About Näätämö & Sevettijärvi
Sevettijärvi is the centre of the Skolt Sámi area, and it is one of the very few places in the world where it is still possible to hear the Skolt Sámi language being spoken daily. The Skolt Sámi are an indigenous population of the Kola Peninsula in Russia, who lost their native lands in Petsamo as a result of the Second World War. Sevettijärvi was founded when a total of 51 Skolt families were evacuated from Petsamo in 1949. In terms of their language and traditions, Skolts belong to the Eastern Sámi and they are Orthodox by religion. Skolt Sámi clothing style, music, festival traditions, customs, and food traditions also include eastern features.
A true wilderness
Located in the furthest north-eastern corner of Finnish Lapland, Sevettijärvi is only half-an-hour-drive from the lively border village of Näätämö. Due to the nearby River Näätämöjoki, the area is one of the favourite spots for fishermen. Both locations are reachable from the airport of Ivalo and the village of Inari. Airport and harbour of Kirkenes, Norway are also near. It is easy to combine a road trip on the shore of the Arctic Ocean to your visit in Näätämö and Sevettijärvi.
Local sights in Näätämö & Sevettijärvi
Skolt Sámi Heritage House & Orthodox Church
The Skolt Sámi Heritage House is a great place to learn about the Skolt Sámi history and culture. The Heritage House is open in the summertime and it is free for visitors. It is located next to the Orthodox Church and its cemetery.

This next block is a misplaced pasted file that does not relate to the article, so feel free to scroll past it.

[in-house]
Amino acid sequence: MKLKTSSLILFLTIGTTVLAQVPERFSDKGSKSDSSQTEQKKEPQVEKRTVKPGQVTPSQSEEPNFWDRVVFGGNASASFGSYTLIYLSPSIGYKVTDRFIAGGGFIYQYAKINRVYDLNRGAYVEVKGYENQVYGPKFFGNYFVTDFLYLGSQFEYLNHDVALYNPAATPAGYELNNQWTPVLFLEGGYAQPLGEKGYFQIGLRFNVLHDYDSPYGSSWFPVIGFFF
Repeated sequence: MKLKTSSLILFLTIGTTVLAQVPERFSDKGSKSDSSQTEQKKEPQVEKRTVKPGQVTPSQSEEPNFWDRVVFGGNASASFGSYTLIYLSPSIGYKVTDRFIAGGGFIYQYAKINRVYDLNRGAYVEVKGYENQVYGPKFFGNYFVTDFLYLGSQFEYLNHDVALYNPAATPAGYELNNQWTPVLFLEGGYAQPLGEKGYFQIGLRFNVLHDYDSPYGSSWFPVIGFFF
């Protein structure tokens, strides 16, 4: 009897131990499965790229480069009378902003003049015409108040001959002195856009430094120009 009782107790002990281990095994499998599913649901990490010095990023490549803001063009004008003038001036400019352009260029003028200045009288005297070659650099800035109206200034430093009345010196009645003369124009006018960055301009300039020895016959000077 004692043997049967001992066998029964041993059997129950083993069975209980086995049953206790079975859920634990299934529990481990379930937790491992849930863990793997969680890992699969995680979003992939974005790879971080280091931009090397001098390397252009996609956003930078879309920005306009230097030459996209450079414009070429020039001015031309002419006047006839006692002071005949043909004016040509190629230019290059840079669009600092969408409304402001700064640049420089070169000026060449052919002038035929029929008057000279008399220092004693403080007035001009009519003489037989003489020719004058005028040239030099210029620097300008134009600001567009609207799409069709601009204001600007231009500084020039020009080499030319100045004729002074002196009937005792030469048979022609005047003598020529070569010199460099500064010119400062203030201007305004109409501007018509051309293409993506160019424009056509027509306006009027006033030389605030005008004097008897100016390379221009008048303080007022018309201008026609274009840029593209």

The Sevettijärvi-Pulmanki hiking trail leads from Lake Pulmankijärvi through the vast wilderness of Kaldoaivi. The route is approximately 60-70 km long. In its southernmost parts the route traverses’ boreal forests, while the terrain becomes more rugged towards the North, birch being the predominant vegetation. There are some wilderness huts along the route and the most recommended time for hiking is during July – August. There is also a separate winter route both for skiers and snowmobilers.
Näätämöjoki River is situated north of Sevettijärvi. The river is born in Iijärvi and runs into the Arctic Ocean on the Norwegian side. Näätämöjoki is an ideal destination, especially for fly fishers. Salmon, trout, grayling and whitefish are caught in the mighty River Näätämöjoki. It is recommended to fish together with a professional fishing guide to get the most of the roaring river.
Vätsäri Wilderness Area
Vätsäri is located very remotely – south of Sevettijärvi, behind the Lake Inarijärvi, near the Norwegian and Russian borders. This wilderness area is part of the Finnish-Norwegian-Russian protected area entity called Pasvik-Inari Trilateral Park. The wilderness area is a demanding hiking destination because of its difficult terrain and is not suitable for inexperienced hikers.